Worldwide Nissan has sold 27,000 units of the Nissan Leaf, with 11,000 in the U.S., and Renault sells several electric cars in Europe and elsewhere. Even though these figures are weak compared to gasoline car sales, it does makes the Leaf the best selling electric vehicle in history. What some describe as the "weak" Leaf sales volume, does not say to Ghosn the Leaf is a flop, but instead that the Leaf has a bright future.
At this sales volume the Nissan-Renault alliance seems unlikely to make the 1.5 million cumulative sales goal. The key, according to Ghosn, is starting what he called "local production". Nissan's home base is in Japan, and to them the U.S. is foreign territory, and the Nissan Leaf factory being built in Smyrna Tennessee is "local production". In part Nissan Leaf sales have been held back, held in restraint, because of a combination of factors including last years earthquake and tsunami, as well as the weakening of the Yen versus the Dollar. Nissan is planning to start local production of the Leaf not only in Tennessee, but in England, to enable mass production of the Nissan Leaf in both the U.S. and Europe.
According to Ghosn, Leaf sales will see a major boost from higher production volume. Of course for sales to increase, even with higher production figures there has to be customers wanting to buy the cars. For this Ghosn pointed to rising oil and gasoline prices, and stated that because of the economic recovery these prices are likely to continue rising. To understand this we have to review some recent history.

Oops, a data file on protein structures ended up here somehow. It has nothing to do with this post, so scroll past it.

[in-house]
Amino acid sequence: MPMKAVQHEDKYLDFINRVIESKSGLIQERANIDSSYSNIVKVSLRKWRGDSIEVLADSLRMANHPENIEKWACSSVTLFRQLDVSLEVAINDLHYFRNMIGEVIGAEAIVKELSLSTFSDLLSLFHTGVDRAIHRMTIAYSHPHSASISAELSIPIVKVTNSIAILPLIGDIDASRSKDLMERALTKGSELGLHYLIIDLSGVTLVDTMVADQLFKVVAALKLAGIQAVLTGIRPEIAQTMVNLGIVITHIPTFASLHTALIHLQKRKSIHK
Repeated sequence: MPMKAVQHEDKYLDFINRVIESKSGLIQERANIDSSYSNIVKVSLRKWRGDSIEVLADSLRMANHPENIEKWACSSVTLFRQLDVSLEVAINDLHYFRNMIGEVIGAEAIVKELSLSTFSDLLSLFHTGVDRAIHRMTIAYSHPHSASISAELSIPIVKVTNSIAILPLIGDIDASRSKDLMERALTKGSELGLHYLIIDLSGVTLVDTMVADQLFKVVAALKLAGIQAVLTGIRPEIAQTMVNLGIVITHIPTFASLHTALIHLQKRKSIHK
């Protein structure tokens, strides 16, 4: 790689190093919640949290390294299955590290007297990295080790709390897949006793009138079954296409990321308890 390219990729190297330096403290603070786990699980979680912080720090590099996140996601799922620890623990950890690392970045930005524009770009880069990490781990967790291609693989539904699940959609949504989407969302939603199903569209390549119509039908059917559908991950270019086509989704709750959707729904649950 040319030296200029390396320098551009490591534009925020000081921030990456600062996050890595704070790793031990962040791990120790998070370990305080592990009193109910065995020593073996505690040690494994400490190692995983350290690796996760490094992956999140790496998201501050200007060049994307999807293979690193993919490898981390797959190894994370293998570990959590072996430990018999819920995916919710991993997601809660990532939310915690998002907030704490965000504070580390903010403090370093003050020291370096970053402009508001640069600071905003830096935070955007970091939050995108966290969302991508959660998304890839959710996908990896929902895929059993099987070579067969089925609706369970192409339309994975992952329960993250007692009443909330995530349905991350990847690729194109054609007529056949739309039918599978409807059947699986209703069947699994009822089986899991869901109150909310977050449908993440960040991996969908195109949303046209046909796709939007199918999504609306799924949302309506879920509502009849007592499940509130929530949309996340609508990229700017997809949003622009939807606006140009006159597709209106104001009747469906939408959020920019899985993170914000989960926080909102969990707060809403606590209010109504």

In 2007-8 oil prices rose quite a bit with many people angry about gasoline prices. That concern and anger rose and rose all through 2008, until the financial crisis hit in September 2008. One side effect of that financial system collapse and economic slowdown was a drastic drop in gasoline prices. Gasoline and oil prices have slowly risen in tune with the recovery in economic activity the last couple years. The economic collapse slowed economic activity, fewer products were manufactured and shipped around the world, meaning fewer trucks and airplanes and ships were moving stuff and people, meaning in turn lower fuel demand. As economic activity picks up again the demand for fuel will rise as the trucks and airplanes and ships start moving stuff and people around again.
Rising demand for gasoline means higher prices and we've seen in history that every time gasoline prices go up, the customers look for alternatives. Nissan plans to be there with the Nissan Leaf, the Renault Fluence, the Nissan e-NV200, the Renault Twizy, and other electric cars, all providing the solution to high gasoline prices.
Ghosn's strategy, then, is to take a strong market position in where he sees the auto market going. The future conditions in which Nissan/Renault will be selling cars will not only require lower emissions and higher fuel economy, but economic conditions of higher gasoline prices will favor alternatives to gasoline. Electric cars have lower fuel and maintenance costs than gasoline cars, which will be a big advantage if, as expected, gasoline prices continue to rise. Where Toyota is sticking to that companies hybrid vehicle technology advantage, Nissan hopes to leapfrog that whole scene with a jump direct to zero emissions electric cars.